His work is unashamedly uncompromising. Vallina seems to identify with the organic quality of materials, in the way that the artistic process becomes a natural process. His means of expression is textural and includes many non-artistic materials and processes.

As with his fellow countryman Antoni Tápies, a Catalan but an artist who is an obvious reference for Vallina, the materials he uses are taken to extremes. These materials speak just as materials do in nature, in the cliffs, the ground, the plants and the seashore. We can say that his work honestly imitates nature, not in representational terms but in the true use of the word "abstract" and in natural processes. They begin to look like bits of the real world around us.

The processes are complex. There's evidence of numerous pressings, overlays, techniques like collagraph (a mixture of collage and printing), embossing, collage and monoprint. The finished work includes prints but also pieces that do need to be called "works on paper" if only because the process is a mixture of painting, printing, collage and sculptural relief.

The work, almost to suggest a non-referential quality, is presented untitled although the artist does attach titles to them that haven't been used. Some refer to the process or the colour in the work while others make reference to things we can identify. Some are more obvious than others; numbers 42, 44, and 46 have leaf-like impressions more like organic embossing. Numbers 22, 24, 30 and 32 are heavily dependant on embryonic shapes.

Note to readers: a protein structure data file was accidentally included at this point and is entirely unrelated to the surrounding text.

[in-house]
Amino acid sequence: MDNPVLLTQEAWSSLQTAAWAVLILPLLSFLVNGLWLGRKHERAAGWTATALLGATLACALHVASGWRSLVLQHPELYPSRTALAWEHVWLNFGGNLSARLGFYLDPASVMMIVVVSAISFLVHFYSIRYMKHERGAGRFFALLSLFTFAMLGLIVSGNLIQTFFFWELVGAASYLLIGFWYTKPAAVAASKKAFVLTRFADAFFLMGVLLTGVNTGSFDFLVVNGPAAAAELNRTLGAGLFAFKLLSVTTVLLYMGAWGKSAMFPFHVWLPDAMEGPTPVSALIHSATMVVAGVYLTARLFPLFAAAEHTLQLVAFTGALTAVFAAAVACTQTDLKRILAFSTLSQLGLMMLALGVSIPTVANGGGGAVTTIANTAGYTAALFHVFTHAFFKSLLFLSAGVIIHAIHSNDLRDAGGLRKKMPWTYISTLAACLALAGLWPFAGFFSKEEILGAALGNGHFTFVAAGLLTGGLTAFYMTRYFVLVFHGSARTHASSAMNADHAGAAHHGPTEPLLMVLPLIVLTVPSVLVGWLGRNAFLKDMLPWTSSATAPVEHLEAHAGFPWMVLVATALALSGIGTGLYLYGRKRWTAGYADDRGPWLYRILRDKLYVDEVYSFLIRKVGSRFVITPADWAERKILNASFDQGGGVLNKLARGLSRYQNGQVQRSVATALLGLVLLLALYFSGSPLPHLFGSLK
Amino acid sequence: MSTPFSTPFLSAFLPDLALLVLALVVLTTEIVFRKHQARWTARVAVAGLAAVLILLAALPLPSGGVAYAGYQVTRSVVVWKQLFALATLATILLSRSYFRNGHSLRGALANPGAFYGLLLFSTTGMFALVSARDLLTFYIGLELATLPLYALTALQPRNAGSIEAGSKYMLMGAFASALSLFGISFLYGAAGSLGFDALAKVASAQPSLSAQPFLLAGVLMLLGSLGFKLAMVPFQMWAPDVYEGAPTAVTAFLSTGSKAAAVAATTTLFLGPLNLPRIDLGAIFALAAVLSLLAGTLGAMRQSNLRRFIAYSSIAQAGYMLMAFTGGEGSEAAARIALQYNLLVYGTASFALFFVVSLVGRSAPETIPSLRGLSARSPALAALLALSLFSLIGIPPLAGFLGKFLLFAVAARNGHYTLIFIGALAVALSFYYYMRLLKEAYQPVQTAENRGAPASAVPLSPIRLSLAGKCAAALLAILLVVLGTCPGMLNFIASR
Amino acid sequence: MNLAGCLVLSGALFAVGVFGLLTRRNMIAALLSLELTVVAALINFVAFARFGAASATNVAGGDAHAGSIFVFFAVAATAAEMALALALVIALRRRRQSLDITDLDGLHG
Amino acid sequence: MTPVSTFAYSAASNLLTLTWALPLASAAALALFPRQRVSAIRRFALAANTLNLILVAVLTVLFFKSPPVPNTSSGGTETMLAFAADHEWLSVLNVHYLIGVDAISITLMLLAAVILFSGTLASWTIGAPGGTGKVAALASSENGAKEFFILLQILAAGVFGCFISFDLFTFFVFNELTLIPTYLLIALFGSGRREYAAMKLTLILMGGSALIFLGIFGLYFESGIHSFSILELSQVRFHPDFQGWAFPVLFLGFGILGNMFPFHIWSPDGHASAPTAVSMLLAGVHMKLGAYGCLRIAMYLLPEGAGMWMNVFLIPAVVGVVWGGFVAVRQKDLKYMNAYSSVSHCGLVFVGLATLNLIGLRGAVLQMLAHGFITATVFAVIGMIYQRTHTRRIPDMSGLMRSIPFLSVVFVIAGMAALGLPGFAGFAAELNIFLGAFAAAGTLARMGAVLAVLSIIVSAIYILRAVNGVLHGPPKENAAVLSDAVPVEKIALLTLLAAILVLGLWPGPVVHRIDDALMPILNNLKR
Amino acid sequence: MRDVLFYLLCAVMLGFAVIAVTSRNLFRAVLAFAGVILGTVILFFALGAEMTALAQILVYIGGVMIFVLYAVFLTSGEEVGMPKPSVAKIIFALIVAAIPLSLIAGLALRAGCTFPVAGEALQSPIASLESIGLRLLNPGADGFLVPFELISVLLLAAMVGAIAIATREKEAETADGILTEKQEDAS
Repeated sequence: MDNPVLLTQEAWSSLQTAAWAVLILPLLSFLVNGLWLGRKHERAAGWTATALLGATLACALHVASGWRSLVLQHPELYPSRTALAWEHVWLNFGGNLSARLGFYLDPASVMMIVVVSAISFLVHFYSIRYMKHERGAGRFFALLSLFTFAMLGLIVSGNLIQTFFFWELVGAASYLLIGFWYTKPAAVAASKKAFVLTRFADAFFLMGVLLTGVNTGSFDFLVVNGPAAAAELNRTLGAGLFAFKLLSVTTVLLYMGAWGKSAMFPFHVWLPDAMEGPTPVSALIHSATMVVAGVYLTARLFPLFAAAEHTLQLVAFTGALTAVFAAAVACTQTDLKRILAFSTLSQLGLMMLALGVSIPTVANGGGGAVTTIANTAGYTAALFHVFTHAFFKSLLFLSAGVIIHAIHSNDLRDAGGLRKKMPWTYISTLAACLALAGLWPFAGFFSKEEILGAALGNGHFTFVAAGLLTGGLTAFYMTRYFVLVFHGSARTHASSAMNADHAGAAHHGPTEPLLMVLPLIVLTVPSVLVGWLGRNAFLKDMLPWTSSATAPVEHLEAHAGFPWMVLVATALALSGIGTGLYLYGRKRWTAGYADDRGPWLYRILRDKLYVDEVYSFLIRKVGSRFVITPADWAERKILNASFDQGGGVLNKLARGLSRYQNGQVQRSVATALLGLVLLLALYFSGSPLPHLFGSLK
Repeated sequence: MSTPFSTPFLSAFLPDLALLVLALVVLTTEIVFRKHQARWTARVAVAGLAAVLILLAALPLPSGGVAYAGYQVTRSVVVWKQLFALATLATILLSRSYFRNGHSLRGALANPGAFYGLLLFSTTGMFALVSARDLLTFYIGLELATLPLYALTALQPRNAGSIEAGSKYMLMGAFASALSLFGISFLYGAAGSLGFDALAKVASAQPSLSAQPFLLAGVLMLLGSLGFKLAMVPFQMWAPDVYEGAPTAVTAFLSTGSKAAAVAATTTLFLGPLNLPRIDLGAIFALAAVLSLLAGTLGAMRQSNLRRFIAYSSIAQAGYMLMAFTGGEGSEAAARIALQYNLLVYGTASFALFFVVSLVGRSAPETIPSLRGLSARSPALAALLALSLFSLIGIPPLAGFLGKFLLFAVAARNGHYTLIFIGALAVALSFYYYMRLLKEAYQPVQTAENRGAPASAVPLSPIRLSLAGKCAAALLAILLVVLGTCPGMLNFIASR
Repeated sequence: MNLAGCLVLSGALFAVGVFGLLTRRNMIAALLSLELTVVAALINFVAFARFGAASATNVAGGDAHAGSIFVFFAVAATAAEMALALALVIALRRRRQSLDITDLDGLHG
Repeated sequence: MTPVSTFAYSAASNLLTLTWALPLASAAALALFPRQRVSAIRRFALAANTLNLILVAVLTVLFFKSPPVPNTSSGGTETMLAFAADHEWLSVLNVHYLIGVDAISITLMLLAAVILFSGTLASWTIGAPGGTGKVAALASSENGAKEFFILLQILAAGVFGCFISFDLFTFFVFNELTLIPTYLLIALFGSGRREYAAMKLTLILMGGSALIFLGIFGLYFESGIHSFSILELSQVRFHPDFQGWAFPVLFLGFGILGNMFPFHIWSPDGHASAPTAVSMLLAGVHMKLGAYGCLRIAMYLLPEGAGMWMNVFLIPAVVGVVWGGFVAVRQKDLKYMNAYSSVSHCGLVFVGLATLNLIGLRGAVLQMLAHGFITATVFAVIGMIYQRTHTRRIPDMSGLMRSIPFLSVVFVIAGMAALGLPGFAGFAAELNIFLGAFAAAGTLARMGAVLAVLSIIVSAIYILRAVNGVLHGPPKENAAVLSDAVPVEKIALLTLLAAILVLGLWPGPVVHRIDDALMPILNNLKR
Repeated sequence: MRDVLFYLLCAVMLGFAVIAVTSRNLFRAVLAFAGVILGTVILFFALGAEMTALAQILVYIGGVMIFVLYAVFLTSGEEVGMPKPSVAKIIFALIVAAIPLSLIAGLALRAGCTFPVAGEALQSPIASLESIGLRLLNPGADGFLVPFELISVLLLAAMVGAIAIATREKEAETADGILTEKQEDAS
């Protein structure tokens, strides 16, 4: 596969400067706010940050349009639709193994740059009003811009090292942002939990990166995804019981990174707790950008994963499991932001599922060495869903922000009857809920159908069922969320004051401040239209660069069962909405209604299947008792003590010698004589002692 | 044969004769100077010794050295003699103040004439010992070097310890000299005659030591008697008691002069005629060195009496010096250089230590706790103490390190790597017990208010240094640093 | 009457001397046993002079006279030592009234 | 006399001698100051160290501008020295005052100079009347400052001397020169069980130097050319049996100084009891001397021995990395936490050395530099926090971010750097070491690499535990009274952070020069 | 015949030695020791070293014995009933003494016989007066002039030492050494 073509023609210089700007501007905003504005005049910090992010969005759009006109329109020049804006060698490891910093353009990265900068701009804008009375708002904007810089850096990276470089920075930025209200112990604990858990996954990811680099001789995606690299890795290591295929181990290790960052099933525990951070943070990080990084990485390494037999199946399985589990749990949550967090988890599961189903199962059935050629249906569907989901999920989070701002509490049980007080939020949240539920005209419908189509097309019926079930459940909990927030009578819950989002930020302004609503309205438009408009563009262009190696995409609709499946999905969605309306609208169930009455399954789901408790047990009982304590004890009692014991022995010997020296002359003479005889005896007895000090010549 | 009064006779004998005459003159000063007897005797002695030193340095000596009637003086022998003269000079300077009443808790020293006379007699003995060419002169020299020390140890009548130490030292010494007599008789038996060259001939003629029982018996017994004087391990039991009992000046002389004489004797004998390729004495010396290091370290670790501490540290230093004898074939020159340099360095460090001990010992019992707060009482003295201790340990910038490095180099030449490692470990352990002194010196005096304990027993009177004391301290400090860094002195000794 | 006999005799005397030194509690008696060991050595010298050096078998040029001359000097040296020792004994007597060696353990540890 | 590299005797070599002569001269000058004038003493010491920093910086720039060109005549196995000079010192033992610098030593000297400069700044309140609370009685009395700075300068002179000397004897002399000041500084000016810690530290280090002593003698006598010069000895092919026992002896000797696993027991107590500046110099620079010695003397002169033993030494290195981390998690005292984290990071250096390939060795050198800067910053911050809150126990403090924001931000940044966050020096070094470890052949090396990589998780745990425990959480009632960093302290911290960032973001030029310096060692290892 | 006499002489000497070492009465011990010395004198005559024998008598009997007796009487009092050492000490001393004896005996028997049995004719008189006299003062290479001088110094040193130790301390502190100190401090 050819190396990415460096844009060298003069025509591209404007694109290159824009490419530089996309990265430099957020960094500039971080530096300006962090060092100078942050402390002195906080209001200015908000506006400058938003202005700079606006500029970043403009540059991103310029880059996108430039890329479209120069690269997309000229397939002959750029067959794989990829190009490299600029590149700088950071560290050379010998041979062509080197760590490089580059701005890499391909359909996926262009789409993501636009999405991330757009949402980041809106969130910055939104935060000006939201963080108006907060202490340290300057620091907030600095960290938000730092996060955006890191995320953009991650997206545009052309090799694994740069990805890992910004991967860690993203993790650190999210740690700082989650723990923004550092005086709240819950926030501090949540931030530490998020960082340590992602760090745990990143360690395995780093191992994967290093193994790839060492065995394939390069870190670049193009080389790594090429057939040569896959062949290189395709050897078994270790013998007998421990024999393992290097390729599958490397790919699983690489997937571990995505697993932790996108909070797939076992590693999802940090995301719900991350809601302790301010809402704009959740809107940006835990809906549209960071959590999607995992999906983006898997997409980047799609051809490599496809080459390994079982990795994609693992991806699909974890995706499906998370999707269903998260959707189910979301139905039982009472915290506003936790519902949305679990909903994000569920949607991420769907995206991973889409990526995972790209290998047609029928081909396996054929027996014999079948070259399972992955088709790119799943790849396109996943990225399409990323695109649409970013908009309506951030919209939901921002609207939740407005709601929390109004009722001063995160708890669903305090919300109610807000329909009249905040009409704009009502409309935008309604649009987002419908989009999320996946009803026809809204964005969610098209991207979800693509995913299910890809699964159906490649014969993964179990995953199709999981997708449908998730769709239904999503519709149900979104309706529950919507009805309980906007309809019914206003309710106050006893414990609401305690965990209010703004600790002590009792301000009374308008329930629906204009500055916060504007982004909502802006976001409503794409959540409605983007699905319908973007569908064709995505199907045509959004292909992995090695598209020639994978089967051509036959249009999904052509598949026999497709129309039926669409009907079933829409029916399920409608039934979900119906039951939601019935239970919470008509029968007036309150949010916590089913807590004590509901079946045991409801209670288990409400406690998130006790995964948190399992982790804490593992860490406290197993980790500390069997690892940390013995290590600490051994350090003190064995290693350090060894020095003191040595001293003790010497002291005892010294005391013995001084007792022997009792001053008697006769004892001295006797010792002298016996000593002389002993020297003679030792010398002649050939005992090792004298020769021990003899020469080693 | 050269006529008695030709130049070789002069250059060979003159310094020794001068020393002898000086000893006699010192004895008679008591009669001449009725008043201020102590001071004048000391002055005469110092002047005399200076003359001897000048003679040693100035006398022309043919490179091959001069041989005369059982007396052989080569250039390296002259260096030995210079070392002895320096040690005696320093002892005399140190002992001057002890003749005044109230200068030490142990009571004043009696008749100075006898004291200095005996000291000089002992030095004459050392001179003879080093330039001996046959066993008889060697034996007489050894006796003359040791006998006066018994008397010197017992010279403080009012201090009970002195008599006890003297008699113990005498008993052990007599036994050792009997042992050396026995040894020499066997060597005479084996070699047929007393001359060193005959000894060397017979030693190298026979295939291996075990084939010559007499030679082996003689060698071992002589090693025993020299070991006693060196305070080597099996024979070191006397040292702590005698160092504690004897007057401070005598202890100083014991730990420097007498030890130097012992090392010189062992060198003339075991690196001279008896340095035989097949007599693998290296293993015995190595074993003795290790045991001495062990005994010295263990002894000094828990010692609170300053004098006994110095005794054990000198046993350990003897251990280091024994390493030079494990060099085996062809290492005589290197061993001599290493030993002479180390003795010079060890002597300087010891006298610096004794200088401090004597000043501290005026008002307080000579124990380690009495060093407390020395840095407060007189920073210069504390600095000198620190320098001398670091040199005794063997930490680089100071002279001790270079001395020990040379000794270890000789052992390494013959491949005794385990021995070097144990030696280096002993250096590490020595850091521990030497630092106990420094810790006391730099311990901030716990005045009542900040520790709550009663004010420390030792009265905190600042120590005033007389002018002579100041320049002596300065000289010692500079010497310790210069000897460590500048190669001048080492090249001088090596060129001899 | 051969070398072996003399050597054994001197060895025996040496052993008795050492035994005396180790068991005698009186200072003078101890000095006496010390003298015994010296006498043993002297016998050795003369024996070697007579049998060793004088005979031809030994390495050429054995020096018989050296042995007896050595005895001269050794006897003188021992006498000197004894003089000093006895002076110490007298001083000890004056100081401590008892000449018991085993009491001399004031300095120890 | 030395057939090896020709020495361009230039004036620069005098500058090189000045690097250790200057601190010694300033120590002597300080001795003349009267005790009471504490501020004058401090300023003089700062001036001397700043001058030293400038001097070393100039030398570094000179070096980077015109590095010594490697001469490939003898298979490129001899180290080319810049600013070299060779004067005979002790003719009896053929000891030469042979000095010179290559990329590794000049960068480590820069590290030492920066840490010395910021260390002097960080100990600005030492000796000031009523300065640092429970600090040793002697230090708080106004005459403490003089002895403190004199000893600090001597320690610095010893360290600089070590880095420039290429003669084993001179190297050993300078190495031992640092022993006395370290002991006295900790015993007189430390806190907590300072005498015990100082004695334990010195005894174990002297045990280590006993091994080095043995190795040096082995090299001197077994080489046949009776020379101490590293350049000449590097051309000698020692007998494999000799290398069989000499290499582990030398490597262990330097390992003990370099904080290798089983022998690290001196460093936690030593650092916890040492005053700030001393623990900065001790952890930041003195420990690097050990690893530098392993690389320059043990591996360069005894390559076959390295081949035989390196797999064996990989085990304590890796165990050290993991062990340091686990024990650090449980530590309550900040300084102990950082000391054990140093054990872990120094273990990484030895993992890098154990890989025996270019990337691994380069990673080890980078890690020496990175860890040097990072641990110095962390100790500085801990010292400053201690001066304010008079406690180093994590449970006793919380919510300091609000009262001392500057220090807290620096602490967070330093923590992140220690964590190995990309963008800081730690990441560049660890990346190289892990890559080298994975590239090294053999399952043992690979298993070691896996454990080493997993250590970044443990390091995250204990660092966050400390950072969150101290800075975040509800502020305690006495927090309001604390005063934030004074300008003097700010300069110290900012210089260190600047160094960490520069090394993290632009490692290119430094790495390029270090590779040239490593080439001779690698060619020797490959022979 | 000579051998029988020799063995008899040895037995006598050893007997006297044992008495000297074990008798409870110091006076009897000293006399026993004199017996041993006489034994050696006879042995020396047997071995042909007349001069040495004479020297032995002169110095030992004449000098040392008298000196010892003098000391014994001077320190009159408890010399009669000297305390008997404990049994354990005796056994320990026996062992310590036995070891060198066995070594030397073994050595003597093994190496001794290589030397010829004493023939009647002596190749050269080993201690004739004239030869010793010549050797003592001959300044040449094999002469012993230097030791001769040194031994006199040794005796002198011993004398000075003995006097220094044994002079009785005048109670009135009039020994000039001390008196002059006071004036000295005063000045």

In contrast, number 34 is the most geometric piece. It consists of two embossed shapes, white on white, one looking like the aperture of a camera. Nos. 29/31 contain strange markings which put them closer to neolithic carving than contemporary art. But that's a good way to approach it. The work from megalithic cultures often included geometric and non-referential imagery and we accept these as highly creative and everlasting forms of expression. We don't dismiss them because we don't know what they mean.

Vallina also uses sequences of pieces often generated from the same plate as in numbers to 40. This has the look of a highly rusted metal surface. Some of my favourites are the sequence of prints from 17 to 20 in which two shapes, one embossed and highly textured while the other, powdery black and organic, circulate the rectangle, exploring different ways of placing the image.

Not all work satisfactorily. Number 16 unfortunately reminds me in a very mundane way of how not to artex a ceiling or the results of removing floor tiles. However, in most cases, the work is closer to algae, mould, lichen and other organic growth.

In the most extensive of these groups, numbers nine to14, there seems to be one plate used, recognisable due to its almost landscape-like horizontal mark. It is subjected to a whole gamut of effects. Numbers five and seven are the most textural incorporating debris, tiny stones, sand, and dried plant material. The paper has undergone a tremendous assault with a network of organic, plant-like lines criss-crossing it.

Throughout this show there's a absence of colour. It's earthy, sepia, browns and black - the colour of bitumen, rust, decay but the emphasis on texture more than makes up for this. And finally as you leave or enter by the door outside is a work that for me is one of the best things in this show; an entangled image suggesting fire-symbolism, cremation, charcoal and ashes. This is the most "Spanish" of the work on show. This is why, although it's certainly lots of things, serious, exploratory, richly textured and highly imaginative, it's not "abstract" in that narrow, misunderstood sense of the word.

The exhibition continues at the Bonhoga Gallery until 13th April.

Peter Davis